From Silos to Services: Cloud Computing for the Enterprise

Nov 25 2018   11:02PM GMT

7 Thoughts about AWS before re:Invent

Brian Gracely Brian Gracely Profile: Brian Gracely

Edge computing
Google Cloud

AWS re:Invent is happening this week in Las Vegas, so that means long bus lines for attendees, and dozens of blog posts about new features/services from AWS’ Jeff Barr.

As AWS has grown their portfolio of services from basic infrastructure (compute, storage, networking), to application-services (database, load-balancing, caching & queuing) to data-services (data-warehouse, Hadoop, AI/ML, streaming analytics, etc.), it can be very difficult to keep up with all the trends, announcements and features.

Is Azure catching up to AWS?

As we saw from the recent earning announcements from both Amazon and Microsoft, the gap between AWS and Azure is closing. Which one is leading at this point depends on what services you count in the “cloud” totals – Azure spreads it’s “cloud” revenues across a couple buckets. Given how competitive the two Seattle giants are with each other (many ex-Microsoft people work for AWS), it will be interesting to see if AWS goes after Microsoft/Azure strengths in their keynote or announcements.

In another dimension, AWS is hiring considerable more people than Azure. For example, Azure has 2478 open reqs, while Google Cloud only has 187 open reqs.

From recent research from Citi, AWS has 6224 open reqs.


Do AWS customers care about Amazon’s business ventures?

If you’re UPS or FedEx or DHL, announcements like this might be concerning. If you’re ADT or Brinks, announcements like this might be concerning. If you’re one of the giant insurance companies, announcements like this might be concerning. If you’re one of the giant healthcare companies, announcements like this might be concerning. If you’re in the grocery industry, announcements like this might be concerning. If you’re in any aspect of retail, announcements like this might be concerning. If you’re ESPN or FOXSports, announcements like this might be concerning.

AWS’ parent company Amazon obviously have very big ambitions to get into many diverse industries. Do these ambitions concern existing or potential AWS customers, who may find themselves competing directly or indirectly with their IT-vendor?

AWS is a long-tail business, dominated by data-gravity

If you haven’t already read the “Cloudability – 2018 State of the Cloud” report, I highly recommend it from a company that has a tremendous about of insight into actual AWS customer usage. At the core of the report is “out of hundreds of cloud services, only four account for the majority (85% of spend)”. Compute (EC2) is obviously a huge portion of revenue, but the more important service is data storage. As more data flows into AWS services (S3, RDS, etc.), the more sticky those applications become to other AWS services. And since AWS doesn’t charge for inbound data/traffic, but does charge for outbound traffic, the cost of moving out of AWS is significantly more than moving into AWS.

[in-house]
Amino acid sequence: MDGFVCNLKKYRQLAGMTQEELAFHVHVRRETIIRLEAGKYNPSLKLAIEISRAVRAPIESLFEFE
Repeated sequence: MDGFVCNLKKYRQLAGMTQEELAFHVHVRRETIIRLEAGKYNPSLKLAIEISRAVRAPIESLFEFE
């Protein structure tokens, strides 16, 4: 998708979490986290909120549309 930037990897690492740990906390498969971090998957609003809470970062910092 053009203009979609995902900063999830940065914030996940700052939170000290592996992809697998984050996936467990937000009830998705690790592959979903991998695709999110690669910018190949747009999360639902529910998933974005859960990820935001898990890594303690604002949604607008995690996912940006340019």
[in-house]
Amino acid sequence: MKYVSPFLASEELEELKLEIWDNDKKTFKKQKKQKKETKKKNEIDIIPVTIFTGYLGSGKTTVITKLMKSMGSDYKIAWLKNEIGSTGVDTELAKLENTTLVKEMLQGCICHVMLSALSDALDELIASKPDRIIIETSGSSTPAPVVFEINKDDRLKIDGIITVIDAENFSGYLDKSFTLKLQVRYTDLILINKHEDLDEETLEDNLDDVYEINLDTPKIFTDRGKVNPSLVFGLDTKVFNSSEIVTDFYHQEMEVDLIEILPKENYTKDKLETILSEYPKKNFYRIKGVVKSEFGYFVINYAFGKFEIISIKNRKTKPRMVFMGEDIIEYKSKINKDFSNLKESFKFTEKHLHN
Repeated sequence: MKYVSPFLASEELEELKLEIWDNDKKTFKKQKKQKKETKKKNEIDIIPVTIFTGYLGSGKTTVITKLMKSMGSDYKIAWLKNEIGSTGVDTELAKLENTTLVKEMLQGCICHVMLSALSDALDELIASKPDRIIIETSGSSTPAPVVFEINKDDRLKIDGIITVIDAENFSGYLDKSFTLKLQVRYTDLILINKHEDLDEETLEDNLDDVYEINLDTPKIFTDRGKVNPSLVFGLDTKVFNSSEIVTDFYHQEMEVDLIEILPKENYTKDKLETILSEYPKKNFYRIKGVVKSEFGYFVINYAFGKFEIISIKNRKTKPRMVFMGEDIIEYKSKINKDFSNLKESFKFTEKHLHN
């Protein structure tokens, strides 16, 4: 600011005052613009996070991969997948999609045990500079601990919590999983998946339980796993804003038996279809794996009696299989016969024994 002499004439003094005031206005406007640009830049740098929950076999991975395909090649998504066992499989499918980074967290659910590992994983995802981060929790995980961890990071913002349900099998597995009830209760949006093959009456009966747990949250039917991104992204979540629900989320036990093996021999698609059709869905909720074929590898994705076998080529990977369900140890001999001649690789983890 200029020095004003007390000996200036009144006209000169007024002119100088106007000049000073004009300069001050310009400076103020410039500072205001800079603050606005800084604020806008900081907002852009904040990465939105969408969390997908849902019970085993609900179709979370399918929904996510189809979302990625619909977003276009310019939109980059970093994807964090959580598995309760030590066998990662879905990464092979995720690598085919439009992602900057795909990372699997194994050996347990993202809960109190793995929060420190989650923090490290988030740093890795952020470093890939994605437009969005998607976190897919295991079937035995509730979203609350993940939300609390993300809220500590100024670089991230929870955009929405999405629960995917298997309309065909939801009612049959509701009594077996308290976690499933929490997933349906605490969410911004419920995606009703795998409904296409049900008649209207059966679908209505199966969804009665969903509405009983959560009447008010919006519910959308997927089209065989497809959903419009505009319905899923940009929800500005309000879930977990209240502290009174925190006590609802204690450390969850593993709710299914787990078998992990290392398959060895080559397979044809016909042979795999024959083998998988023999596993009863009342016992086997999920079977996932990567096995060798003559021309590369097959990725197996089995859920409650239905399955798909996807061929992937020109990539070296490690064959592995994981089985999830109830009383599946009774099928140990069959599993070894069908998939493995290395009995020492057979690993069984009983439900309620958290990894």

Is serverless a strategy or a feature?

When AWS announced Lambda in November 2014, it was considered an unusual service. But it created the concept of “serverless” as a distinct service – “distinct” in that earlier public cloud “PaaS” services (e.g. Heroku, Google App Engine) had previously abstracted the underlying infrastructure from developers, but with different pricing and scaling models. Since 2017 re:Invent, AWS has been pushing “serverless” more and more, beyond just Lambda. Now they are pushing the concept into things like Databases and other scalable services. Now in 2018, there are numerous serverless conferences around the world, and there are many advocates who will tell you that any new applications should be build with serverless (or FaaS) technologies. This approach (whether correct or not) is more in the strategic camp.

Others will argue that serverless (or FaaS) is a feature or service-pattern of a broader application platform. This is where many in the Kubernetes camp are leaning with technologies like Knative.

Will AWS double-down on an on-premises offering?

Last week we asked our Cloudcast audience what they thought AWS would do to address on-premises applications. Almost 2/3rd thought they would make a bigger push. If this happens, does AWS create an offering like AzureStack or Google’s GKE On-Prem, or create a hybrid-cloud offering like Red Hat OpenShift, or do they create a more robust offering that tries to significantly change the rules of on-premises IT?

How will “the Edge” evolve?

When AWS announced both “Greengrass” and enhancements to “Snowball Edge“, they signaled that they wanted to be a significant player as more computing moved to the edge. The use-cases for IoT, edge analytics, video monitoring and many others can benefit from a combination of edge computing and centralized cloud services. But it’s still very early in Edge architectures, so many vendors and cloud providers are all trying to put their stamp on these use-cases.

Which AWS partners should be worried after the keynote?

Unfortunately, this is a running joke every year. During the keynotes, there is always a subset of the vendors on the trade show floor, that were previously “partners”, that quickly move into the competitor category because AWS announces a native service that competes with their current SaaS offering. So who will be on the list this year?

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